There’s more information, including a downloadable talk by the chief archaeologist David Sanchez, on the website of the Tackley Local History Group.

TVAS’s full report, A Roman Villa at Street Farm Tackley, Oxfordshire, has 225 pages and 43 colour plates and costs £25. The colour 14-page booklet Excavation of the Roman Villa at Street Farm, Tackley, Oxfordshire, is £5.

Both publications are available from Sue Ashton or via the TVAS website (search for ‘Tackley’ in ‘Title’).
A glazed tile set high up in the side wall of 202 Abingdon Road in New Hinksey, which reads ‘RP, Jun 29, 1849’. The probable owner of the house was Robert Palmer, a brickmaker.

The South Oxford History website has recently been relaunched with an updated design and new content.

The history of South Oxford goes back to the early medieval period when south of what is now Folly Bridge was all open marshy meadowland, bisected by a huge causeway or grand pont of forty arches, the probable site of the original ‘oxen ford’ which gave the city its name. Later the area was home to Oxford’s first waterworks, railway station and football ground, and to the Victorian and early 20th-century suburbs of Grandpont, New Hinksey and Cold Harbour. It contains a castle, a lake, and a footpath known as the Devil’s Backbone.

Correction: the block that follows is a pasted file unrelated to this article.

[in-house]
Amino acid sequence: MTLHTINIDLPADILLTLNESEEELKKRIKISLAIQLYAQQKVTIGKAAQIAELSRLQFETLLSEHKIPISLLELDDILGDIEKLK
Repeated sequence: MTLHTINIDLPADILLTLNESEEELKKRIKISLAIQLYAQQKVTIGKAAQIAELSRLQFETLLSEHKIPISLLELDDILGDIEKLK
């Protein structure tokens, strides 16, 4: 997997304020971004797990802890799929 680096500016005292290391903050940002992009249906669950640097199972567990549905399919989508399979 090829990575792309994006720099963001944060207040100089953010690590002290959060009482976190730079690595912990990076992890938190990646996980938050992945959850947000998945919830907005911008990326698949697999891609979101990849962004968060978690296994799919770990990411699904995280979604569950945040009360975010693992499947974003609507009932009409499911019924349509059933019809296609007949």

Explore the website here.
Didcot Railway Centre is open again for special open-air steam days on Wednesdays, Saturdays and Sundays.

A heritage trail helps visitors to explore the 21-acre (mostly outdoor) museum which presents almost two centuries of railway heritage with special displays of historic steam engines, goods trains and locomotives. Short journeys by steam train are also available.

Further information and booking (with a 20% discount for pre-booking on-line) here.
The latest newsletter from the British Association for Local History (BALH), with details of events, talks, podcasts and blogs, can be found here.
A reminder that the The Victoria County History of Oxfordshire Trust is looking for a new treasurer as Liam Tiller, who has fulfilled the role for sixteen years, is stepping down for health reasons.

The Trust is an independent and voluntary charitable body set up in 1997 to raise funds for the completion of the Victoria County History of Oxfordshire (VCH). Working in partnership with the County Council and with the Universities of Oxford and London, it directly supports research and writing, and since 2011 has been the VCH’s primary source of income.

If you would like to discuss taking on this valuable and rewarding role, please contact Liam Tiller.

4thBritish Modern Military History Society (Woodcote) – Mark Taylor “Ships and Stars and Isles”. On-line talk, 2:00pm, register by e-mailing zoom@bmmhs.org

4thMuseum of Oxford – Mark Davies “Lewis Carroll and the Pre-Raphaelites”. On-line talk, 6:00pm, book via https://www.eventbrite.co.uk/e/136282950975